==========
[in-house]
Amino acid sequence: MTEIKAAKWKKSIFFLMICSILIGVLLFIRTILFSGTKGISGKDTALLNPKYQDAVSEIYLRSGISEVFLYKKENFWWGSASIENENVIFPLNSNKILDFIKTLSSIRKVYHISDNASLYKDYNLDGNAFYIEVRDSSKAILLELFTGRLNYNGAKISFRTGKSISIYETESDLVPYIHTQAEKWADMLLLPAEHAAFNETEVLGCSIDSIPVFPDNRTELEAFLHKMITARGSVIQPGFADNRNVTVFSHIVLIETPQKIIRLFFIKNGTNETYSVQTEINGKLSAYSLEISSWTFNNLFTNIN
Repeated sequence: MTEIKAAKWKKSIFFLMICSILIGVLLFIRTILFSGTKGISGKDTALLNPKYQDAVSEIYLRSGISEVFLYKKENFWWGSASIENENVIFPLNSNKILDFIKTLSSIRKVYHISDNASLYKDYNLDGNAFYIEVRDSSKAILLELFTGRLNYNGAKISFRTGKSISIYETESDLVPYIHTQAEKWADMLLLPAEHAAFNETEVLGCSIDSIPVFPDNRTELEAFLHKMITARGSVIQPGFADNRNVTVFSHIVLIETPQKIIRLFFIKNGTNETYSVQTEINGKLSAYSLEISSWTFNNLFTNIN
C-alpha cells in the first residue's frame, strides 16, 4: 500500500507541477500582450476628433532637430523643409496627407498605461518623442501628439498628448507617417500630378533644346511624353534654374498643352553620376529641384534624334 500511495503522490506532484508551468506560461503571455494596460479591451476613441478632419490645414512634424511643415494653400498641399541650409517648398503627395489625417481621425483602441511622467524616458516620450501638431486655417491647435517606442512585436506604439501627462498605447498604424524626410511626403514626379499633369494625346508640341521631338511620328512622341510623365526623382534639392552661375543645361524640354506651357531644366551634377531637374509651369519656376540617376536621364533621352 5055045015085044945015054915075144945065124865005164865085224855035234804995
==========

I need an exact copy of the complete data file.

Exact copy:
[in-house]
Amino acid sequence: MTEIKAAKWKKSIFFLMICSILIGVLLFIRTILFSGTKGISGKDTALLNPKYQDAVSEIYLRSGISEVFLYKKENFWWGSASIENENVIFPLNSNKILDFIKTLSSIRKVYHISDNASLYKDYNLDGNAFYIEVRDSSKAILLELFTGRLNYNGAKISFRTGKSISIYETESDLVPYIHTQAEKWADMLLLPAEHAAFNETEVLGCSIDSIPVFPDNRTELEAFLHKMITARGSVIQPGFADNRNVTVFSHIVLIETPQKIIRLFFIKNGTNETYSVQTEINGKLSAYSLEISSWTFNNLFTNIN
Repeated sequence: MTEIKAAKWKKSIFFLMICSILIGVLLFIRTILFSGTKGISGKDTALLNPKYQDAVSEIYLRSGISEVFLYKKENFWWGSASIENENVIFPLNSNKILDFIKTLSSIRKVYHISDNASLYKDYNLDGNAFYIEVRDSSKAILLELFTGRLNYNGAKISFRTGKSISIYETESDLVPYIHTQAEKWADMLLLPAEHAAFNETEVLGCSIDSIPVFPDNRTELEAFLHKMITARGSVIQPGFADNRNVTVFSHIVLIETPQKIIRLFFIKNGTNETYSVQTEINGKLSAYSLEISSWTFNNLFTNIN
C-alpha cells in the first residue's frame, strides 16, 4: 500500500507541477500582450476628433532637430523643409496627407498605461518623442501628439498628448507617417500630378533644346511624353534654374498643352553620376529641384534624334 500511495503522490506532484508551468506560461503571455494596460479591451476613441478632419490645414512634424511643415494653400498641399541650409517648398503627395489625417481621425483602441511622467524616458516620450501638431486655417491647435517606442512585436506604439501627462498605447498604424524626410511626403514626379499633369494625346508640341521631338511620328512622341510623365526623382534639392552661375543645361524640354506651357531644366551634377531637374509651369519656376540617376536621364533621352 5055045015085044945015054915075144945065124865005164865085224855035234804995